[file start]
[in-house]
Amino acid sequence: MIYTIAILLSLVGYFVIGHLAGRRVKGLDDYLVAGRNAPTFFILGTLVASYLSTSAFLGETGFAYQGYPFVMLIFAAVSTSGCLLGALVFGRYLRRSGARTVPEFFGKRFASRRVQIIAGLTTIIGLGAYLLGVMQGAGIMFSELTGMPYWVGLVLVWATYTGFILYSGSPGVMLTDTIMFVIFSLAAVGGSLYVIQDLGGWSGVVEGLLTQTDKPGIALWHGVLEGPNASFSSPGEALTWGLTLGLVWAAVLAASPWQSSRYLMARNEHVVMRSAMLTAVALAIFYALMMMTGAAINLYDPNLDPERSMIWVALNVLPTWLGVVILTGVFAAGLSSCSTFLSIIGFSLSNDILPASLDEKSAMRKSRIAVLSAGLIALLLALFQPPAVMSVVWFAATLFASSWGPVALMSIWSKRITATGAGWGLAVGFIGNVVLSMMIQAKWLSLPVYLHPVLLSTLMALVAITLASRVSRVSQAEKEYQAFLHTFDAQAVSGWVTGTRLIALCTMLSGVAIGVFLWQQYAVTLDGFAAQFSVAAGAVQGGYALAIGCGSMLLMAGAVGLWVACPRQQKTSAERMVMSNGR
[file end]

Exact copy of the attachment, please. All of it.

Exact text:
[in-house]
Amino acid sequence: MIYTIAILLSLVGYFVIGHLAGRRVKGLDDYLVAGRNAPTFFILGTLVASYLSTSAFLGETGFAYQGYPFVMLIFAAVSTSGCLLGALVFGRYLRRSGARTVPEFFGKRFASRRVQIIAGLTTIIGLGAYLLGVMQGAGIMFSELTGMPYWVGLVLVWATYTGFILYSGSPGVMLTDTIMFVIFSLAAVGGSLYVIQDLGGWSGVVEGLLTQTDKPGIALWHGVLEGPNASFSSPGEALTWGLTLGLVWAAVLAASPWQSSRYLMARNEHVVMRSAMLTAVALAIFYALMMMTGAAINLYDPNLDPERSMIWVALNVLPTWLGVVILTGVFAAGLSSCSTFLSIIGFSLSNDILPASLDEKSAMRKSRIAVLSAGLIALLLALFQPPAVMSVVWFAATLFASSWGPVALMSIWSKRITATGAGWGLAVGFIGNVVLSMMIQAKWLSLPVYLHPVLLSTLMALVAITLASRVSRVSQAEKEYQAFLHTFDAQAVSGWVTGTRLIALCTMLSGVAIGVFLWQQYAVTLDGFAAQFSVAAGAVQGGYALAIGCGSMLLMAGAVGLWVACPRQQKTSAERMVMSNGR